The UN World Food Program helps keep millions of children in class and focused on their lessons by providing nutritious school meals, snacks and take-home ingredients. We are the world’s largest provider of school meals, reaching more than 20 million children in 59 countries around the world.

school meals: Increase school enrollment and attendance: In Bangladesh, nutrient-enriched crackers improved school enrollment by 14.2% and reduced the likelihood of dropping out by 7.5%. In Madagascar, attendance increased from 88% to 98% within two years of the introduction of take-home rations.

Improve children’s attention: In South Sudan, thirteen-year-old Joyce wants to become a pilot when she grows up. “I like going to school because I like learning and being with my friends,” she says. “I like the food here because it helps me study better.

Joyce Sawa studies at Torit Model Primary School in South Sudan, where WFP provides school meals.

Reduce the financial burden: James is another student at Joyce’s school. He hopes to become a doctor one day. “I lost my father and my family doesn’t have much money,” he says. “So I work as a boda boda (motorcycle) driver to pay for my education and support my family. A daily school lunch means one less meal for James and his siblings to worry about each day.

Photo: WFP/Eulalia Berlanga

James Oturi is in Grade 8 at Grace Community School in South Sudan, where WFP provides school meals.

Impact of school meals on poverty and social change

School meals help alleviate poverty and offset social norms that keep young girls out of the classroom. The value of a school meal is equal to about 10% of a household’s income. This means parents can save their money for other urgent needs. These savings also motivate parents to send their children, including girls, to school every day.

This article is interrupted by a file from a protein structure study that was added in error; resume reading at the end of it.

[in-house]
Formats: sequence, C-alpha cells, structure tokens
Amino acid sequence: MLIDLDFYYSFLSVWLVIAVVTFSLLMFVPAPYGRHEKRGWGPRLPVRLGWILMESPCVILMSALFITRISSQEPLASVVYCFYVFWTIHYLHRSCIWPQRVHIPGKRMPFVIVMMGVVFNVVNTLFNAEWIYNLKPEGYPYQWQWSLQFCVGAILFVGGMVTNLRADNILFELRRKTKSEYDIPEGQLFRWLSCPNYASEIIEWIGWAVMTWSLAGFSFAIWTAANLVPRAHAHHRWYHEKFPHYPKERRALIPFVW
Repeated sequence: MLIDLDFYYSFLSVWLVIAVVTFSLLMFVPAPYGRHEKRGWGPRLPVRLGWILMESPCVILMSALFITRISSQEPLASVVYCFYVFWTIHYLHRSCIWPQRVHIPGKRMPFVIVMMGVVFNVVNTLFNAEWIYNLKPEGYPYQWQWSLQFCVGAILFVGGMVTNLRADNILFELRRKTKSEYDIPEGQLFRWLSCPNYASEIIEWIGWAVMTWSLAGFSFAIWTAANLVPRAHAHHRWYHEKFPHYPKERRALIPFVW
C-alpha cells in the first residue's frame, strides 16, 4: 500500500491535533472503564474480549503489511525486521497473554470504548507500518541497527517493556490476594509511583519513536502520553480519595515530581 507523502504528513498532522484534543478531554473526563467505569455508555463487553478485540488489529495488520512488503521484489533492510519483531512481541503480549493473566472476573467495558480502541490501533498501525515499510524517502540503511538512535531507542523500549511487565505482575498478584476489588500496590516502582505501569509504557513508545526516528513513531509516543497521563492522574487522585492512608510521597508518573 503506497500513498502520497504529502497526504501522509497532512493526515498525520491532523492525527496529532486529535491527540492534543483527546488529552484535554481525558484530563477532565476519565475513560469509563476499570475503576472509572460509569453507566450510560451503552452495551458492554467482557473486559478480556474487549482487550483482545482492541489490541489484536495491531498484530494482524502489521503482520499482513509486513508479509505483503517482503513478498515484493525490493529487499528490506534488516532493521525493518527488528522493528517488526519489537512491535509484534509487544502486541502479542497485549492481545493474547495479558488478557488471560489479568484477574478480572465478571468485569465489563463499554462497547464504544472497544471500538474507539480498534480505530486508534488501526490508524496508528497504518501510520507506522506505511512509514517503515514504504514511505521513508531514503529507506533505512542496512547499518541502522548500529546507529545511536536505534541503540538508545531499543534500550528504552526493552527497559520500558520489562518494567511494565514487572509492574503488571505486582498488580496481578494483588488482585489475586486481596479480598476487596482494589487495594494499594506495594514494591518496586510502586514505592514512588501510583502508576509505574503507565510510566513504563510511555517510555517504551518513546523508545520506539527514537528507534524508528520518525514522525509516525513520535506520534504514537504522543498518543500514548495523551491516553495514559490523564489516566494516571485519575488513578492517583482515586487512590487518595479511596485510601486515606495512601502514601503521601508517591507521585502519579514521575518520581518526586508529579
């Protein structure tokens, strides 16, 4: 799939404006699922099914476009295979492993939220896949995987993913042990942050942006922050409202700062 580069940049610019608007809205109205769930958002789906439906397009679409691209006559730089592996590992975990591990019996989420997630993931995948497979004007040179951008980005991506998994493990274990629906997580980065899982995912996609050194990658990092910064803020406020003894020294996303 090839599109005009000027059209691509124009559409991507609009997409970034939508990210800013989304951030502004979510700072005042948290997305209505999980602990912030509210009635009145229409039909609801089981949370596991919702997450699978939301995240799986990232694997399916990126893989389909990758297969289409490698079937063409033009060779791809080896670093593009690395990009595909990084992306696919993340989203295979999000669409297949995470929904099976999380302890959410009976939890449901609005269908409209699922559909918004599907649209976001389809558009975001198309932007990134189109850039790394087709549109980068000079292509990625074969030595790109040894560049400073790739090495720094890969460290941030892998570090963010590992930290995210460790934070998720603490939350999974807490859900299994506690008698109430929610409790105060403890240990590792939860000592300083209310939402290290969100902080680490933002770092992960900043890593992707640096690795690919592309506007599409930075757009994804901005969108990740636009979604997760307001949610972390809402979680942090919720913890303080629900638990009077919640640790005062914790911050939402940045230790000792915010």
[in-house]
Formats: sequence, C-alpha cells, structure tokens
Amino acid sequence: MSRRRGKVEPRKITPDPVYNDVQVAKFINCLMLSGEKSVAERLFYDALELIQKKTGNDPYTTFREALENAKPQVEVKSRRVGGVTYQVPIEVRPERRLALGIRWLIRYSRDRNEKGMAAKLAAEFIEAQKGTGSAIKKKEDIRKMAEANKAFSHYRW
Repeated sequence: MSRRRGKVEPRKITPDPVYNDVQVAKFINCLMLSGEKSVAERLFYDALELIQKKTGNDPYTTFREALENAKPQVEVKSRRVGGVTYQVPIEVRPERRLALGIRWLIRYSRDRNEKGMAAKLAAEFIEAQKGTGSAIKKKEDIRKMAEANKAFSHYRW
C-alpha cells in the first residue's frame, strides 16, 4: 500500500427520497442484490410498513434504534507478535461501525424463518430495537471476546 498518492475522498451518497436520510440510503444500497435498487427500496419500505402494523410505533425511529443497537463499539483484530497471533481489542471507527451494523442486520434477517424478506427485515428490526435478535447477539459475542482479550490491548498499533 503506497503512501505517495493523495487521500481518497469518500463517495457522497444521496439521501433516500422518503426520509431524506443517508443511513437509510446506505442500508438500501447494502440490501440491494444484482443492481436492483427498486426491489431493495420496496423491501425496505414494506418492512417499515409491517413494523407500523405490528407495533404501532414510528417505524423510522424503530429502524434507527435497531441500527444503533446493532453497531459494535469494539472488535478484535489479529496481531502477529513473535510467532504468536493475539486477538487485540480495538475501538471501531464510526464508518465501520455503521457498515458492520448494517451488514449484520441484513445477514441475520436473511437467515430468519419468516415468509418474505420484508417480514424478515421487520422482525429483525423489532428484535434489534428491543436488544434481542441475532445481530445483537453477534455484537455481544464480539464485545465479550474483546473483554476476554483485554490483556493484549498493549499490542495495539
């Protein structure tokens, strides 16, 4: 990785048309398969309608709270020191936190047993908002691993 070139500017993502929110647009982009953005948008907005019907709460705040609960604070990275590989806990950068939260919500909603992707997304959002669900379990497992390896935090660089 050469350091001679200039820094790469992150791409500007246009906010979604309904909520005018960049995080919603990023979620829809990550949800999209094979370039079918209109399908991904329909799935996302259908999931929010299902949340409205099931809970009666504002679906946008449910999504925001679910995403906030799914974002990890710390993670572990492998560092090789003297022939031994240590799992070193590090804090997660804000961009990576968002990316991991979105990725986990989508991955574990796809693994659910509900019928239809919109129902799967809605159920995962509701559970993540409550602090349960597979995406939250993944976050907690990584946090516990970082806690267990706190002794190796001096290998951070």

In Cambodia, with clouds of red dust at their heels, 14-year-old Heng Ouy and her 12-year-old sister Sheya ride to school every morning on second-hand bicycles. Their parents had to put five months of savings into buying each bike. Money is tight at home, so the school breakfast Hengy Ouy and Shreya receive every day is a huge help to their family. “When I grow up, I want to be a teacher,” says Heng Ouy. “I want to help my parents so they don’t have to fight anymore.”

Photo: WFP/Samantha Reinders

Ouy Heng and her sister are both beneficiaries of a WFP-funded school feeding program at Bos Thom School in Cambodia.

“Wherever we introduce school meals, we see that girls disproportionately stay in school longer,” says Carmen Burbano de Lara, director of the school meals division at the UN World Food Program headquarters in Rome. “The longer a girl stays in school, the less likely she is to marry or have children very early in life, which gives her a better head start.”

School meal programs can strengthen local economies. Through the United Nations World Food Programme’s Homemade School Meals programme, ingredients for school meals are sourced from smallholder farmers. This strengthens economies and fights poverty by increasing farmers’ incomes. Every dollar invested in school meals generates an economic return of up to $10 in the communities we serve.

School meals can empower an entire generation

Well-nourished and educated children are better equipped to grow up to find jobs, become leaders in their communities, and raise families of their own. By continuing to study, stay in school and avoid the irreversible effects of childhood malnutrition, children develop the cognitive, physical and social skills to build healthy and productive lives for themselves and their communities.

With something as simple and essential as school meals, we are empowering a new generation of doctors, scientists, inventors, teachers, artists, leaders and more.

Find out more about school meals

Read more about childhood malnutrition